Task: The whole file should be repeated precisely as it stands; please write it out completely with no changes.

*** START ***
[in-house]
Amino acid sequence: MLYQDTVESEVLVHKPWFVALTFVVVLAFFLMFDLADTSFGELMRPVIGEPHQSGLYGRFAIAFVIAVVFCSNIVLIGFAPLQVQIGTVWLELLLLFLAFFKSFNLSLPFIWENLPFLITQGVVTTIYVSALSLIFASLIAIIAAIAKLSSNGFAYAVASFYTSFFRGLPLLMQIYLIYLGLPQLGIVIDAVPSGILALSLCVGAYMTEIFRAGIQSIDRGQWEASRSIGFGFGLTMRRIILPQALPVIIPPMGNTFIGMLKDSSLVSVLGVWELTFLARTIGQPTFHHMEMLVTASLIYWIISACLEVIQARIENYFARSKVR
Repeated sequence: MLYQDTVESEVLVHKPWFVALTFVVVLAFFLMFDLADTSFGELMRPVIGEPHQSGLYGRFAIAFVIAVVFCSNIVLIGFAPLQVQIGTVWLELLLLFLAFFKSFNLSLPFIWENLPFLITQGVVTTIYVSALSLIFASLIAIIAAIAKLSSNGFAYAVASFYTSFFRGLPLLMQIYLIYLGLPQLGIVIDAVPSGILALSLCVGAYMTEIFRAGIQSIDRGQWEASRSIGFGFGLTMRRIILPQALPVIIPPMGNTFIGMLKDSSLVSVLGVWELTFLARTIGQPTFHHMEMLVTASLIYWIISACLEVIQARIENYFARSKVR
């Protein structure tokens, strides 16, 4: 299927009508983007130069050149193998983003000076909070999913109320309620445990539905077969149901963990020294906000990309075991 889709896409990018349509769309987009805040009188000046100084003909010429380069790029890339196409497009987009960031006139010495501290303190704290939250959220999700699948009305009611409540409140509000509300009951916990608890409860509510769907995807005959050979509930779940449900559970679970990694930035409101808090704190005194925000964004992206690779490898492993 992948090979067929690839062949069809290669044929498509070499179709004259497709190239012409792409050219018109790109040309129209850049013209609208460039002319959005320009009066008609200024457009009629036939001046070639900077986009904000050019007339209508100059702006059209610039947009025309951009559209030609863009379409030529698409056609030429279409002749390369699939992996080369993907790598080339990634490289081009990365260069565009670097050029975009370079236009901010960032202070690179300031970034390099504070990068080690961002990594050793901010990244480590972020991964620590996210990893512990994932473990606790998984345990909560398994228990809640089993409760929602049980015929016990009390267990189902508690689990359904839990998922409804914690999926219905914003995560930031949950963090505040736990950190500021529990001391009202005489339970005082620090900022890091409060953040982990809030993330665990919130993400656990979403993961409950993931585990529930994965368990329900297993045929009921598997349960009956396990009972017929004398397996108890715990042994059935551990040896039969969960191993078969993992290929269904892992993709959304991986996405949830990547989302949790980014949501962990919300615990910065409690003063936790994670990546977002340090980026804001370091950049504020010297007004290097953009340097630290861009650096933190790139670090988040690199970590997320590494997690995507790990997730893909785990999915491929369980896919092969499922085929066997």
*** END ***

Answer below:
[in-house]
Amino acid sequence: MLYQDTVESEVLVHKPWFVALTFVVVLAFFLMFDLADTSFGELMRPVIGEPHQSGLYGRFAIAFVIAVVFCSNIVLIGFAPLQVQIGTVWLELLLLFLAFFKSFNLSLPFIWENLPFLITQGVVTTIYVSALSLIFASLIAIIAAIAKLSSNGFAYAVASFYTSFFRGLPLLMQIYLIYLGLPQLGIVIDAVPSGILALSLCVGAYMTEIFRAGIQSIDRGQWEASRSIGFGFGLTMRRIILPQALPVIIPPMGNTFIGMLKDSSLVSVLGVWELTFLARTIGQPTFHHMEMLVTASLIYWIISACLEVIQARIENYFARSKVR
Repeated sequence: MLYQDTVESEVLVHKPWFVALTFVVVLAFFLMFDLADTSFGELMRPVIGEPHQSGLYGRFAIAFVIAVVFCSNIVLIGFAPLQVQIGTVWLELLLLFLAFFKSFNLSLPFIWENLPFLITQGVVTTIYVSALSLIFASLIAIIAAIAKLSSNGFAYAVASFYTSFFRGLPLLMQIYLIYLGLPQLGIVIDAVPSGILALSLCVGAYMTEIFRAGIQSIDRGQWEASRSIGFGFGLTMRRIILPQALPVIIPPMGNTFIGMLKDSSLVSVLGVWELTFLARTIGQPTFHHMEMLVTASLIYWIISACLEVIQARIENYFARSKVR
């Protein structure tokens, strides 16, 4: 299927009508983007130069050149193998983003000076909070999913109320309620445990539905077969149901963990020294906000990309075991 889709896409990018349509769309987009805040009188000046100084003909010429380069790029890339196409497009987009960031006139010495501290303190704290939250959220999700699948009305009611409540409140509000509300009951916990608890409860509510769907995807005959050979509930779940449900559970679970990694930035409101808090704190005194925000964004992206690779490898492993 992948090979067929690839062949069809290669044929498509070499179709004259497709190239012409792409050219018109790109040309129209850049013209609208460039002319959005320009009066008609200024457009009629036939001046070639900077986009904000050019007339209508100059702006059209610039947009025309951009559209030609863009379409030529698409056609030429279409002749390369699939992996080369993907790598080339990634490289081009990365260069565009670097050029975009370079236009901010960032202070690179300031970034390099504070990068080690961002990594050793901010990244480590972020991964620590996210990893512990994932473990606790998984345990909560398994228990809640089993409760929602049980015929016990009390267990189902508690689990359904839990998922409804914690999926219905914003995560930031949950963090505040736990950190500021529990001391009202005489339970005082620090900022890091409060953040982990809030993330665990919130993400656990979403993961409950993931585990529930994965368990329900297993045929009921598997349960009956396990009972017929004398397996108890715990042994059935551990040896039969969960191993078969993992290929269904892992993709959304991986996405949830990547989302949790980014949501962990919300615990910065409690003063936790994670990546977002340090980026804001370091950049504020010297007004290097953009340097630290861009650096933190790139670090988040690199970590997320590494997690995507790990997730893909785990999915491929369980896919092969499922085929066997």